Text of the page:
Saturday, June 11, 2011

JEE 6: Contexts and Dependency Injection

Originaly By:  Adam Bien

Learn how and when to use the contexts & dependency injection model in Java EE 6.

Java Platform, Enterprise Edition (Java EE) 5 brought dependency injection (DI) with Convention over Configuration to Enterprise JavaBeans (EJB) 3.0. Java EE 6 introduces the flexible and powerful @Inject dependency injection model (JSR-330 and JSR-299) in addition to the already existing @EJB annotation. So when should you use what?

Configuring EJB 3 Dependency Injection
EJB 3 dependency injection is extremely simple to use. A single annotation, @EJB, causes the injection of a declared bean. The injection of the MessageSession bean into a Servlet 3.0 looks like this:

@WebServlet(name="Messenger", urlPatterns={"/Messenger"})
public class Messenger extends HttpServlet {
MessageSession session;


The injected MessageSession bean could be an interface or a no-interface view bean. As long as there is only one implementation of the interface, it will be injected without any ceremony. Configuration is required only to disambiguate the choice.

public class PersistentMessageSession implements MessageSession{
public String getReceivedMessage() {
   return "From persistent. Received at: " + new Date();

public class TransientMessageSession implements MessageSession {

Listing 1: Breaking the Convention with Two Implementations of a
MessageSession Interface

The existence of two implementations of the
MessageSession @Local interface breaks the convention and throws an exception during deployment:

Exception while deploying the app: java.lang.RuntimeException: Cannot resolve reference Remote ejb-ref name=[...] because there are 2 ejbs in the application with interface com.taman.di.messenger.MessageSession

Enhancement of the @EJB annotation with the beanName attribute fixes the problem. The value of the beanName attribute is the simple name (getSimpleName) of the desired bean.

MessageSession session;

The dependency injection can be also configured in the deployment descriptor (XML configuration) instead of annotations, but it is still string based. Here, there is no other implementation option than string matching.

What Is the EJB Reference

The injected instance is neither the implementation of the @Local interface nor the bean itself in the case of a no-interface view. The Java EE specification does not prescribe the nature of the injected class, but it does imply the usage of indirection.

The EJB container handles transactions, concurrency, security, and custom features, such as interceptors, management, and monitoring, for you transparently. These features, however, can be implemented only with an indirection in place.

In case of a
@Local interface injection, GlassFish Server Open Source Edition will generate a class at runtime with the name $Proxy202. It is a dynamic proxy, and the number after the "@Proxy" is constantly increased.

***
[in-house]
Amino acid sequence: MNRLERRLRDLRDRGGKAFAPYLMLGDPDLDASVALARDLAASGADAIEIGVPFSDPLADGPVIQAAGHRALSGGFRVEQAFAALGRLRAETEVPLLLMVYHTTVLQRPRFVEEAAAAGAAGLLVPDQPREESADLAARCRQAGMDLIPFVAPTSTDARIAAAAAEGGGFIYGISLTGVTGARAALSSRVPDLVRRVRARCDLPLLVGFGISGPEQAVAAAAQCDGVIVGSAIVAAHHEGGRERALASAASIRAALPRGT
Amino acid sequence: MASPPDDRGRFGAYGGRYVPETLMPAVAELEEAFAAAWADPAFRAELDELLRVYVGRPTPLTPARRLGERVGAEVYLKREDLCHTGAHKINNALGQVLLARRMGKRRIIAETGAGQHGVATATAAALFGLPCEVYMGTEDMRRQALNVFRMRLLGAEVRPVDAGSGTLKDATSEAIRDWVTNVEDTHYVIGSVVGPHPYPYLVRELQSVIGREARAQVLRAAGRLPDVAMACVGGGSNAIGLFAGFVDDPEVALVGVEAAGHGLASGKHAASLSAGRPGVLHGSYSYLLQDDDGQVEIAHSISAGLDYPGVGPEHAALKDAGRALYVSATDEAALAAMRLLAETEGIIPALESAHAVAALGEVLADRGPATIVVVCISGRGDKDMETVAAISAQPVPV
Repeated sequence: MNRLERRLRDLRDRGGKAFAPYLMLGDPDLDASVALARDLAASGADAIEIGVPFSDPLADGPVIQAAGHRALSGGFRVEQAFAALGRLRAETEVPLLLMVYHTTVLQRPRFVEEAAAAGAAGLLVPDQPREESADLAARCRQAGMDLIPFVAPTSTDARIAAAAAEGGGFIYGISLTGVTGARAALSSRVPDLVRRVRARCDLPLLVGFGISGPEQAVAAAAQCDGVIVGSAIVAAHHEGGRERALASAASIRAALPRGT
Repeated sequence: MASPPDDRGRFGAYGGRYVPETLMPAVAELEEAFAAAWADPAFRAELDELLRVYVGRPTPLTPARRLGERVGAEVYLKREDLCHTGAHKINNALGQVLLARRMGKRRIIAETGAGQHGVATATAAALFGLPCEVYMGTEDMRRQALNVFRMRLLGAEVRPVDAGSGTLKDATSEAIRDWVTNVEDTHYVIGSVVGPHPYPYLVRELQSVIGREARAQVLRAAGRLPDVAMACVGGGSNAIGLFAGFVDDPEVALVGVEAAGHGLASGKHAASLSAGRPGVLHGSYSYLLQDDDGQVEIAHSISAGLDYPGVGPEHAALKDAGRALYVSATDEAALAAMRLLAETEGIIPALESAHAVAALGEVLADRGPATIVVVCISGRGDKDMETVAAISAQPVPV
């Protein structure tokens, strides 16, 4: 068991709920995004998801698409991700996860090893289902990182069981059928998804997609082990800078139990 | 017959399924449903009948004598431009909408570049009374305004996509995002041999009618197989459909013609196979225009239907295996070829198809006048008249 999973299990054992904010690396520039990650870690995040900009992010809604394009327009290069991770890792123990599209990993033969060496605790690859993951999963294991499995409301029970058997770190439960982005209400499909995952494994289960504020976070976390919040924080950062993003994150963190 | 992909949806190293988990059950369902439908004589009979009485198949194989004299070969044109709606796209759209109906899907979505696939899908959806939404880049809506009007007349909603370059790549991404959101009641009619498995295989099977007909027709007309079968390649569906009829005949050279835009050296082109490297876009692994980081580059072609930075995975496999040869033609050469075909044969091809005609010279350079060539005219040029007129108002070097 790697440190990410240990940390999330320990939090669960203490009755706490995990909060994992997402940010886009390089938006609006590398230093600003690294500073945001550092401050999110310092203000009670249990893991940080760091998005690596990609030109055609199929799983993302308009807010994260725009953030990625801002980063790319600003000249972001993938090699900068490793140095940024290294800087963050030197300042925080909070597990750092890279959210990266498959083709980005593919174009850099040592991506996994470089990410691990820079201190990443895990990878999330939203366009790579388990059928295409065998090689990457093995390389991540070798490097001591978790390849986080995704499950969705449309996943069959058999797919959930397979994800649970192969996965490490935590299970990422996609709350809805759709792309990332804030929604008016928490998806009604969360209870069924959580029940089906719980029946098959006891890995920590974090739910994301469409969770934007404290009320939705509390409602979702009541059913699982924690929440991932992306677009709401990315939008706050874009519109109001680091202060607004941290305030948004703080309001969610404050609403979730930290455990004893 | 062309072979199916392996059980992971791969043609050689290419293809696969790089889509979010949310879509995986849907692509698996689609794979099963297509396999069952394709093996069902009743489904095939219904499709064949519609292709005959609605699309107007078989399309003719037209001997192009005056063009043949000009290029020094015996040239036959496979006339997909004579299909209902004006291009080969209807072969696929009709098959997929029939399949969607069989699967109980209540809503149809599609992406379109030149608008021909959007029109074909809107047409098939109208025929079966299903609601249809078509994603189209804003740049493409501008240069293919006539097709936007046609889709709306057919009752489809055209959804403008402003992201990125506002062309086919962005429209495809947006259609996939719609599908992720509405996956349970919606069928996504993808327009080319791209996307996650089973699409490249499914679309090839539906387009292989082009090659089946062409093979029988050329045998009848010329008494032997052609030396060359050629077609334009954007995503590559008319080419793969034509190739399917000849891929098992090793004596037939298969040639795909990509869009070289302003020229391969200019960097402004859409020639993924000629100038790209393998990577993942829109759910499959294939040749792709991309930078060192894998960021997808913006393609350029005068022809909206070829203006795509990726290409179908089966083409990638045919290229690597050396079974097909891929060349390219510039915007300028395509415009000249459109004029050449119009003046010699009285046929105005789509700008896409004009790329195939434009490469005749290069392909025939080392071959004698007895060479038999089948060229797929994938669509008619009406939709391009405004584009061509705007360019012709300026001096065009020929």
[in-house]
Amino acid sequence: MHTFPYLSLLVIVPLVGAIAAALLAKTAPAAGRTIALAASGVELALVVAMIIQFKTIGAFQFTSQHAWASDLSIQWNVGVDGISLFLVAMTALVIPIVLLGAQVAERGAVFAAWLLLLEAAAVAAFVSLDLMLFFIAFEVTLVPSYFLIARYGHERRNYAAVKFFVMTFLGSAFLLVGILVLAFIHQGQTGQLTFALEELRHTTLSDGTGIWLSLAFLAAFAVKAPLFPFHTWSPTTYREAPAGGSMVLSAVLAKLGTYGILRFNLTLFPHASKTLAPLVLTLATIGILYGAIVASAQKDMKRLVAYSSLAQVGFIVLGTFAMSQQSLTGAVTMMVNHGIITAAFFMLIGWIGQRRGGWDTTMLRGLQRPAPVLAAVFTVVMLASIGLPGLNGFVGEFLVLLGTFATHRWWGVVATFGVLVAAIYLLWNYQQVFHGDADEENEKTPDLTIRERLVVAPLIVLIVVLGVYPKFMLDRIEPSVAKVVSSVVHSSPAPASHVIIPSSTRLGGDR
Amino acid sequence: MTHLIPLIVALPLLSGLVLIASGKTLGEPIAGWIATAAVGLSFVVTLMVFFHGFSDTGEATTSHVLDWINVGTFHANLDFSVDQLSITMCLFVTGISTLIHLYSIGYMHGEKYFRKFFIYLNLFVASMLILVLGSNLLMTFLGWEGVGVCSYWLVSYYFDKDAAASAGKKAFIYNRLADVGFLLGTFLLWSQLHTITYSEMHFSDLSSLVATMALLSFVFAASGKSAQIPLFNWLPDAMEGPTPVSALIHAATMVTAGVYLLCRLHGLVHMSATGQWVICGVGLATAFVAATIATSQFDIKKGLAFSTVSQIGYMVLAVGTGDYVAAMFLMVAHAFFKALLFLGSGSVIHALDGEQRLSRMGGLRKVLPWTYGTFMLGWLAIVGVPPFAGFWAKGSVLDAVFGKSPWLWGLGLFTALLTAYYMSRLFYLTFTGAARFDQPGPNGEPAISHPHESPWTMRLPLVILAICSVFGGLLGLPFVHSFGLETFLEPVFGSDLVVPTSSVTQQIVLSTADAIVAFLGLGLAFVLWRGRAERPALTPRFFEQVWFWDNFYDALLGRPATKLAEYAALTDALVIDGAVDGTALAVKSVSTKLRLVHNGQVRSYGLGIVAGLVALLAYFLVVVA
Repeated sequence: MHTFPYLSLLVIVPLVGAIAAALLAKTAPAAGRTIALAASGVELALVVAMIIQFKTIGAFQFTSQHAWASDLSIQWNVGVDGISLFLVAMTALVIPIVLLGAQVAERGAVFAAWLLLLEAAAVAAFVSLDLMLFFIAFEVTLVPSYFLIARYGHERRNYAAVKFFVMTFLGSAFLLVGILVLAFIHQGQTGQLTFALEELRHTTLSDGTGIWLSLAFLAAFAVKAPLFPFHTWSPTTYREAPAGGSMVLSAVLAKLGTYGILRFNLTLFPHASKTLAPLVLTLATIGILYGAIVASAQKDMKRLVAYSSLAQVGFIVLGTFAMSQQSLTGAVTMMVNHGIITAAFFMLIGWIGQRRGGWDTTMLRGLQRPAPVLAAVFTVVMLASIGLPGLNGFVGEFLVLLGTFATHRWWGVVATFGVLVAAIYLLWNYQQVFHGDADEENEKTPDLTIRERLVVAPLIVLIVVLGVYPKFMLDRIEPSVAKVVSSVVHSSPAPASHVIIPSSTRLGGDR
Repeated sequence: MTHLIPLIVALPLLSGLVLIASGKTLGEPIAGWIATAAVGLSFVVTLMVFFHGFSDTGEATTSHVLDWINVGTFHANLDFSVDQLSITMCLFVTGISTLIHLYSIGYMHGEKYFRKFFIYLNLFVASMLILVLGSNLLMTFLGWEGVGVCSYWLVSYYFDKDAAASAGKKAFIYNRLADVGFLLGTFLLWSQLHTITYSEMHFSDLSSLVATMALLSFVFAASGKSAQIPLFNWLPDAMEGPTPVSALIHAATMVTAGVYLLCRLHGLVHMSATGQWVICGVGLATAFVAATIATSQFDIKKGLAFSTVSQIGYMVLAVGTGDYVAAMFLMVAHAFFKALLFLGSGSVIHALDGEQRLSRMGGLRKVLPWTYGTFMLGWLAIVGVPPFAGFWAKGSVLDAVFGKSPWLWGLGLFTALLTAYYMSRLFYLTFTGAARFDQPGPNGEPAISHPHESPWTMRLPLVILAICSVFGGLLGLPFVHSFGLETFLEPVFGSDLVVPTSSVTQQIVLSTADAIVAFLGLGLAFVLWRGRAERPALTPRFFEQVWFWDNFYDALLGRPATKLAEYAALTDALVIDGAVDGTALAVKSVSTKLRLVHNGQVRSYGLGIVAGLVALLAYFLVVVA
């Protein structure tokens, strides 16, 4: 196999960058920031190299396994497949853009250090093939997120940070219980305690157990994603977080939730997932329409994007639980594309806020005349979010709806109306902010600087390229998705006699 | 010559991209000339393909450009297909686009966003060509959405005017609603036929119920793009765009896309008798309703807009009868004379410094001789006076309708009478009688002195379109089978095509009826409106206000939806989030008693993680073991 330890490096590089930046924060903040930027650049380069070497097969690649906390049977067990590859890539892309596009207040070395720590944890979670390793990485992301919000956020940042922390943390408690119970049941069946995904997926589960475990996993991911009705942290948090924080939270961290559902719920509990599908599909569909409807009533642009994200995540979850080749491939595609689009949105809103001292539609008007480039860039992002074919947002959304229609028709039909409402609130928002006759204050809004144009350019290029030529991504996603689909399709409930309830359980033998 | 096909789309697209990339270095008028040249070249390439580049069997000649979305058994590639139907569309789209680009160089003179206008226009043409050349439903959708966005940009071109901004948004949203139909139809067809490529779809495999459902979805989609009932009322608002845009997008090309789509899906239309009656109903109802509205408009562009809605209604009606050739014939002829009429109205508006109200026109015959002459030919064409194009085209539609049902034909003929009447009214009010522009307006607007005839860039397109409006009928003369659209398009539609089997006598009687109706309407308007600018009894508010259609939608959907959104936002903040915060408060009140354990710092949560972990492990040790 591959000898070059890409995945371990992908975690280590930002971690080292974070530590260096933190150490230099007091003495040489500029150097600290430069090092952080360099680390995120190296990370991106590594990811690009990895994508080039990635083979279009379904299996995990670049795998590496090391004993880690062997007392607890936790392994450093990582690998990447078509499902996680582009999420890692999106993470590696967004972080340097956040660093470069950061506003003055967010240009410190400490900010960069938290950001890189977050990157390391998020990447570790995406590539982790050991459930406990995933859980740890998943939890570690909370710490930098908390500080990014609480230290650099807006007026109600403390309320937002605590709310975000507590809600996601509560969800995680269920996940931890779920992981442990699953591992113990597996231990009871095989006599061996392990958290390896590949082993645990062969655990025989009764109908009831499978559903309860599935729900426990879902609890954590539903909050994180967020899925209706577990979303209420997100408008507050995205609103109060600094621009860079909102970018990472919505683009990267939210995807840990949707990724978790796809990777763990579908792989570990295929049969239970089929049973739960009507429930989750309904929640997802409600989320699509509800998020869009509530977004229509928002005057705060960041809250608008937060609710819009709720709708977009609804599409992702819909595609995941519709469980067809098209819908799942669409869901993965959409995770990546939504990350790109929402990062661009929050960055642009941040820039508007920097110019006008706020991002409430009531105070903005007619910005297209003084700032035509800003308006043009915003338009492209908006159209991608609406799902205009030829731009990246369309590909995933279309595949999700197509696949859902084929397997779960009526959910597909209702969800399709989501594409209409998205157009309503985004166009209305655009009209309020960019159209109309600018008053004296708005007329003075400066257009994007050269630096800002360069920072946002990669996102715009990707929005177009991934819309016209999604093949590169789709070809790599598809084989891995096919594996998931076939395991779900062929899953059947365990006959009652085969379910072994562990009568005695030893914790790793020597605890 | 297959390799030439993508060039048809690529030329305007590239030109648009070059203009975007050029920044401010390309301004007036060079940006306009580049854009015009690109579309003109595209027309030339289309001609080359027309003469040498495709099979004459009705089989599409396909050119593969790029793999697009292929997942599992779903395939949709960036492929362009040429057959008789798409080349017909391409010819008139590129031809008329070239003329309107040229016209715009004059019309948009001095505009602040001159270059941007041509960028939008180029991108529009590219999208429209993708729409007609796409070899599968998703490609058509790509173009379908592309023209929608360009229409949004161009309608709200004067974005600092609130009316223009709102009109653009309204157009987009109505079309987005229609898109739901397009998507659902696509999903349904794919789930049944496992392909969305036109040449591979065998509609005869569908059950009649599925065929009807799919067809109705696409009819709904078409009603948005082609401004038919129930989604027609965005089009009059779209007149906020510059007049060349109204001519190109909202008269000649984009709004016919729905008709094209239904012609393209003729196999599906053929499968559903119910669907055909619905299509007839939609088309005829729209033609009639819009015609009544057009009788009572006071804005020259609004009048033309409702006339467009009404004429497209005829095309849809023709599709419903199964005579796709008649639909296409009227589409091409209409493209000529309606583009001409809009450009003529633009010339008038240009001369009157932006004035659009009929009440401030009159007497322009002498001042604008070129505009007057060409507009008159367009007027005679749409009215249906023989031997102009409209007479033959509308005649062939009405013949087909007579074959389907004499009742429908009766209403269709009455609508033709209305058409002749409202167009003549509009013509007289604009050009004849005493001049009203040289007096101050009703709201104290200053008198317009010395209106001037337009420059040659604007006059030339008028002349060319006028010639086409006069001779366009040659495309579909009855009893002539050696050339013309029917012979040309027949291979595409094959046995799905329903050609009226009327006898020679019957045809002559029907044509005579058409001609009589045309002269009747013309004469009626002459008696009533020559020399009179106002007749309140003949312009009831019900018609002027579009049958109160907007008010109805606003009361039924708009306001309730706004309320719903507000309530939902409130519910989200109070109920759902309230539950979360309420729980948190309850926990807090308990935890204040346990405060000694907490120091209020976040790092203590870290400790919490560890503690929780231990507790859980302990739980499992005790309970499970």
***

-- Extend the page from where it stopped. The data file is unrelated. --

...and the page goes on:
MessageSession session;

Listing 2:
@Local Interface Injection

Dynamic proxies work only with interfaces. The direct injection of the
@LocalBean: @EJB PersistentMessageSession, causes GlassFish to generate another kind of proxy:


In either case, the proxy can be considered as a decorator, because it enhances the business interface with reusable cross-cutting concerns.

EJB 3 Is Not Contextual

The EJB 3 dependency injection is simple. The name of the annotation
@Stateless and @Statefulbeans describe the beans’ behavior from the client’s perspective. In the case of @Stateless, there is no defined relation between the proxy (and so the client) and the actual bean-instance. Several clients can "share" a single EJB instance between method invocations. An eager client, on the other hand, could overload the server and communicate with several instances through the same proxy at a time. There is an N:M relation between a client and the bean instances. 

The size of M is dependent on server configuration and request/transaction load. A request will always be entirely handled by a single bean instance. Several requests will never share a single instance concurrently. It is also impossible for a client to free an instance or "disconnect" or "disassociate" from it.

@Stateful beans are even simpler. The stateful nature is defined by an exact 1:1 relation between the client and the associated bean instance. A client communicates with exactly one bean instance. There is also no way (hacks excluded) for several clients to share an instance. @Stateless as well as @Stateful session beans can be developed in a single-threaded way: There will be never more than one thread accessing the bean instance at a time.

A client has absolutely no control over the
@Stateless session bean lifecycle. It is entirely managed by the container. The opposite is true for @Stateful beans. Here, the client has to manage the entire lifecycle. A @Stateful bean is created by the container during the injection. The destruction is initiated by the client through the invocation of a business method annotated with the @Remove annotation or a container-specific timeout.